TWO roads diverged in a yellow wood,
And sorry I could not travel both
And be one traveler, long I stood

Robert Frost

Faced with a moral dilemma, Which path will I follow? Confronted by a serious illness, Which treatment will I choose for myself?





Most studies report that student questions are an endangered species.


What happens in most schools?

There have always been plenty of questions in schools, but most of them have come from the teacher, often at the rate of one question every 2-3 seconds.

Unfortunately, these rapid fire questions are not the questions we need to encourage because they tend to be RECALL questions rather than questions requiring higher level thought.

The most important questions of all are those asked by students as they try to make sense out of data and information. These are the questions which enable students to Make Up Their Own Minds.

Powerful questions - Smart Questions, if you will - are the foundation for Information Power, Engaged Learning and Information Literacy.

Sadly, most studies of classroom exchanges in the past few decades report that student questions have been an endangered species for quite some time. (Goodlad, Sizer, Hyman, etc.)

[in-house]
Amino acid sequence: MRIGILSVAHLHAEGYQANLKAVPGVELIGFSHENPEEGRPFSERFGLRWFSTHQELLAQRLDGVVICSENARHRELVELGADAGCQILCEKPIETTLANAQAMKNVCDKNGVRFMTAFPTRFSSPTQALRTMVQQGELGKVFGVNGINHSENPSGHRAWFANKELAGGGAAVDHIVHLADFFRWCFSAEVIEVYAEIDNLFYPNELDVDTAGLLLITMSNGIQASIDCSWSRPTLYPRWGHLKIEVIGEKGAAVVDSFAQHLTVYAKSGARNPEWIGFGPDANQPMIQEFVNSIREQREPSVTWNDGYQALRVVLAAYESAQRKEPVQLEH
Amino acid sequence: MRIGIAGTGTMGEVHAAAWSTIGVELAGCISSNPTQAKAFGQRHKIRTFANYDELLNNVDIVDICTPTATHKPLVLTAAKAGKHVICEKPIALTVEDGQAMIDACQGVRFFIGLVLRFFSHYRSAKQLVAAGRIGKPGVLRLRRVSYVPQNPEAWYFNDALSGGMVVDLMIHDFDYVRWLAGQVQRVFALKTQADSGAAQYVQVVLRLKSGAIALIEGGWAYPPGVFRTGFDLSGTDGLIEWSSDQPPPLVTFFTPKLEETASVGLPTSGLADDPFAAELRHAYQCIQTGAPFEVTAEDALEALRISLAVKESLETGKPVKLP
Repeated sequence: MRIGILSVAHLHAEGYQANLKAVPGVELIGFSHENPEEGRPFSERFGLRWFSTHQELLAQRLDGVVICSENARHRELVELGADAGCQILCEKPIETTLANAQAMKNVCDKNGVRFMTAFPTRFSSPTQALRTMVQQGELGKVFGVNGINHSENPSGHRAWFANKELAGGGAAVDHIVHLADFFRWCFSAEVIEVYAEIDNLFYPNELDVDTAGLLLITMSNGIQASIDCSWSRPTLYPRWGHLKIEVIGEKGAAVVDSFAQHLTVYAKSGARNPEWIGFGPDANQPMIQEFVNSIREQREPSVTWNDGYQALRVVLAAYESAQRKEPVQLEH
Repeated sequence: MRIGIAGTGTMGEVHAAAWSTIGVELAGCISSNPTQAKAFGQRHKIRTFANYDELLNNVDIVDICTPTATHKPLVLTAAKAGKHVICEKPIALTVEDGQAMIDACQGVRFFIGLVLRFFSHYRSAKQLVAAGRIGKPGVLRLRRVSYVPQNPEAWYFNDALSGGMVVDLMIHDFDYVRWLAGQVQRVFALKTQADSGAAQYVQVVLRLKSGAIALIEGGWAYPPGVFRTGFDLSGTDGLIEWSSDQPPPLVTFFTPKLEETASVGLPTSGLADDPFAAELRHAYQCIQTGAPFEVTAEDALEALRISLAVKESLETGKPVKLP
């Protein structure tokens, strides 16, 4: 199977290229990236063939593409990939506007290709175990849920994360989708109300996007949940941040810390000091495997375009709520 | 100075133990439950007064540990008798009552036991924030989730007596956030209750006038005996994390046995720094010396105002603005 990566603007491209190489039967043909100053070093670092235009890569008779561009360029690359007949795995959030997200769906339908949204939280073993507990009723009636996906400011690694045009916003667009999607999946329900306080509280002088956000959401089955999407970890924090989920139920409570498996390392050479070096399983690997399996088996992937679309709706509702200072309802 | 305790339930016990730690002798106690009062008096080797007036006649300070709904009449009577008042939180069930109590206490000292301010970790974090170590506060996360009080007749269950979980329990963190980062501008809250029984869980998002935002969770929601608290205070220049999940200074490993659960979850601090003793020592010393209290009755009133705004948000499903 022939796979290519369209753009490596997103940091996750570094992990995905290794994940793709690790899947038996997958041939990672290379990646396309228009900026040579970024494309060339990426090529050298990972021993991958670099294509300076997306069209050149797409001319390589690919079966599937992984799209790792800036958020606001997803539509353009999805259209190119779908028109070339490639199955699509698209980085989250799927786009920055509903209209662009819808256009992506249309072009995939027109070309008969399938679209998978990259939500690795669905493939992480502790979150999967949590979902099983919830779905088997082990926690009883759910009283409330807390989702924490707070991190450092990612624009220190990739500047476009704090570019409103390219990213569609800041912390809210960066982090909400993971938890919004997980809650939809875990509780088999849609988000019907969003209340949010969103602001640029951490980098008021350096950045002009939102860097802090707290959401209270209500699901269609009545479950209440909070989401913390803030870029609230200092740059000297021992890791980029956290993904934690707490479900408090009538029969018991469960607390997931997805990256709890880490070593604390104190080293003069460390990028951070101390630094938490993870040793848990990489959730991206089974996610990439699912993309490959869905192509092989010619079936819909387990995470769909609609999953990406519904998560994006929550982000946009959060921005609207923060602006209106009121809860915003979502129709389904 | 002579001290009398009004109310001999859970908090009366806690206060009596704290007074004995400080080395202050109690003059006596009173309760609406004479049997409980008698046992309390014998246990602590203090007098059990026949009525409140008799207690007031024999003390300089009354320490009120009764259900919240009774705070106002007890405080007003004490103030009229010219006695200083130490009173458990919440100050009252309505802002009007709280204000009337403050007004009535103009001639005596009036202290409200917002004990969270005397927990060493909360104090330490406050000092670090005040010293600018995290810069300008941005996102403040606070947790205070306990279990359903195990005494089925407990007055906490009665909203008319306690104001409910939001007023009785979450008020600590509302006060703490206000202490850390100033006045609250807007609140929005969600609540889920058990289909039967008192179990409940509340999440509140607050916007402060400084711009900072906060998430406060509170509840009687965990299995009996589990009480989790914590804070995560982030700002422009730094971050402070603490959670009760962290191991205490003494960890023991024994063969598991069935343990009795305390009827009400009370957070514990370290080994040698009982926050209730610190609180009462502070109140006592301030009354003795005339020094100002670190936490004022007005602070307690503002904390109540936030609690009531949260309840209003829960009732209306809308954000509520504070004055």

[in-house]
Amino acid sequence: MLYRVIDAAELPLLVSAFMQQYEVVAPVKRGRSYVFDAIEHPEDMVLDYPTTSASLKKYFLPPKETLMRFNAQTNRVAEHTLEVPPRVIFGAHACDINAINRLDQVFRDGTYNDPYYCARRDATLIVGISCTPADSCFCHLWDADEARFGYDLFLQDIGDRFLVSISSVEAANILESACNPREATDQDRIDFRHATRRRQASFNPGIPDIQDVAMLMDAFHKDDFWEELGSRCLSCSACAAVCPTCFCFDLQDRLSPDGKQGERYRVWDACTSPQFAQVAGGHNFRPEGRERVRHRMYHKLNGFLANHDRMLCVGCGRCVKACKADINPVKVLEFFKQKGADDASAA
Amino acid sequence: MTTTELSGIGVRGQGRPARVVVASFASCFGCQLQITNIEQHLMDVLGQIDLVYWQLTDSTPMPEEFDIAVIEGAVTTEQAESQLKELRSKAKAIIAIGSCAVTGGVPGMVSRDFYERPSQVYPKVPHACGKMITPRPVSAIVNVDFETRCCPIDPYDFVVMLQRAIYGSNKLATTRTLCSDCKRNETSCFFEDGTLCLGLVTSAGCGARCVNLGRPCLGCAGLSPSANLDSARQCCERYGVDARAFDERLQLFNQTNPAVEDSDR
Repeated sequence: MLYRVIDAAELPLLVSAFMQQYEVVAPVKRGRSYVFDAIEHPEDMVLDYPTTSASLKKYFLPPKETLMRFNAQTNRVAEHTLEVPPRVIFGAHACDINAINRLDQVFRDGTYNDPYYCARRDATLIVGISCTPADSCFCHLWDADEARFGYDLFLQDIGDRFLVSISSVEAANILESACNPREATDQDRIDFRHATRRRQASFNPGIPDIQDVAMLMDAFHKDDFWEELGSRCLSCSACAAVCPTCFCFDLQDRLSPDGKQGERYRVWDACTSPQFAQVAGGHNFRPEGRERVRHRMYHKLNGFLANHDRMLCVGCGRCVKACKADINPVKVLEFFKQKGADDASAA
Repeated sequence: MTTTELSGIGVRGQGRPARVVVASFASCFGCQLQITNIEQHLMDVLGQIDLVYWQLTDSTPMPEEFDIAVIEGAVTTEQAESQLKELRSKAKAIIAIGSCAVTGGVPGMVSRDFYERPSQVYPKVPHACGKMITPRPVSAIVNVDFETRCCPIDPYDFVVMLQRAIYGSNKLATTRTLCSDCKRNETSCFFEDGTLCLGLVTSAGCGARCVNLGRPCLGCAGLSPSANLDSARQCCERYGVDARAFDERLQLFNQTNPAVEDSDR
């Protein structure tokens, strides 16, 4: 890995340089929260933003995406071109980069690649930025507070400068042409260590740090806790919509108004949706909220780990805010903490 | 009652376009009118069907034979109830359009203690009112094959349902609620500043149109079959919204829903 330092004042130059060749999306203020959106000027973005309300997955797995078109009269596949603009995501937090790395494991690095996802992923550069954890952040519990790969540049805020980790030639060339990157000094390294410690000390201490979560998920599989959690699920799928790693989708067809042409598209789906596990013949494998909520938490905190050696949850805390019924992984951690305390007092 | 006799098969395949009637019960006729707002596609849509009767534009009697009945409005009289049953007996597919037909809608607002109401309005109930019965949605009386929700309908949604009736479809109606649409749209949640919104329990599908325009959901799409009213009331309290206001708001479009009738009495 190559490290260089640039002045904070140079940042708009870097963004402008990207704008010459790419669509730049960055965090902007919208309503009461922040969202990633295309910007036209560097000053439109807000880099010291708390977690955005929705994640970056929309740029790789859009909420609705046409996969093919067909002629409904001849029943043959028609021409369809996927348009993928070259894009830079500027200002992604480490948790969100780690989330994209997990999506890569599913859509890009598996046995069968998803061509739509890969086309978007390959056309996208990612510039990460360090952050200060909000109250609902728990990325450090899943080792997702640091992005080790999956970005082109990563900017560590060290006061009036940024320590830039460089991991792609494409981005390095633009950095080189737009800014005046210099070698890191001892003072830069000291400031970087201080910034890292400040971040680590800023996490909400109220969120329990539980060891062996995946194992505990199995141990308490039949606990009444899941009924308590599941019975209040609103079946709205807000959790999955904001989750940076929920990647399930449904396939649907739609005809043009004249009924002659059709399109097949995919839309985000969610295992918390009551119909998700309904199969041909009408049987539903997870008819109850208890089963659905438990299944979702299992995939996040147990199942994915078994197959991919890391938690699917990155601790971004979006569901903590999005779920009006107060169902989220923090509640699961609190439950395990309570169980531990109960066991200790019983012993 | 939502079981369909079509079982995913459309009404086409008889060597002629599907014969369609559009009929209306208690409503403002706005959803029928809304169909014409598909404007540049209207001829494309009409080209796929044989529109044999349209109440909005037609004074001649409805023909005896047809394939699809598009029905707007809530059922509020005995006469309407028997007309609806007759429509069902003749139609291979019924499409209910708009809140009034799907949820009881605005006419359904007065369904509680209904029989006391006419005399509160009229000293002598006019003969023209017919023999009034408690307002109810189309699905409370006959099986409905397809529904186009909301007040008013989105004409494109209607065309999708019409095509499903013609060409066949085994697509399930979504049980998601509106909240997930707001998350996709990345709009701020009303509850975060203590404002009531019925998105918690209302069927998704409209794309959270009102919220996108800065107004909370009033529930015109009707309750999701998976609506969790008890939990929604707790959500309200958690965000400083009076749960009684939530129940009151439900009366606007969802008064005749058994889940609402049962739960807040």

Information-savvy schools should adopt a basic questioning toolkit and then blend it explicitly into each curriculum area where such skills belong.

A Questioning Toolkit

Each district should create a Questioning Toolkit which contains several dozen kinds of questions and questioning tools. This Questioning Toolkit should be printed in large type on posters which reside on classroom walls close by networked, information-rich computers.

Portions of the Questioning Toolkit should be introduced as early as Kindergarten so that students can bring powerful questioning technologies and techniques with them as they arrive in high school.

   Essential Questions
   Elaborating Questions
   Clarification Questions
   Irrelevant Questions
   Irreverent Questions
   Hypothetical Questions
   Unanswerable Questions
   Strategic Questions
   Provocative Questions
   Telling Questions
   Divergent Questions
   Probing Questions
   Inventive Questions
   Planning Questions